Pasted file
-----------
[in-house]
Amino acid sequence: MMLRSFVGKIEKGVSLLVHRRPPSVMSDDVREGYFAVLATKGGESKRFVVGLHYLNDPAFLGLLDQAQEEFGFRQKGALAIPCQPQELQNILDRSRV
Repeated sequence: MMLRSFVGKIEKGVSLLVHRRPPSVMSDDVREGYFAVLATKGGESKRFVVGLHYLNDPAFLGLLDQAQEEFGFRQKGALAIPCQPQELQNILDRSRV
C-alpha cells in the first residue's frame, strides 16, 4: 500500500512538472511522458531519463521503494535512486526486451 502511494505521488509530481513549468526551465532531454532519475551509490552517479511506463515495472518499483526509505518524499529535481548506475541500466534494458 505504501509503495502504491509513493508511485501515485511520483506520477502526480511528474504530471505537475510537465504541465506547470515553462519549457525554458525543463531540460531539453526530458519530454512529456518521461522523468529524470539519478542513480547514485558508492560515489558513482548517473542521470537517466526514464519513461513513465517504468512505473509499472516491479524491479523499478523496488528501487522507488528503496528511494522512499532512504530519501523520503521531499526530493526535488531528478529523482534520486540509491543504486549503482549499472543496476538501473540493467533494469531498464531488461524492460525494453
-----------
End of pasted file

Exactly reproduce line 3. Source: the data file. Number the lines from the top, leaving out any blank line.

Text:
Repeated sequence: MMLRSFVGKIEKGVSLLVHRRPPSVMSDDVREGYFAVLATKGGESKRFVVGLHYLNDPAFLGLLDQAQEEFGFRQKGALAIPCQPQELQNILDRSRV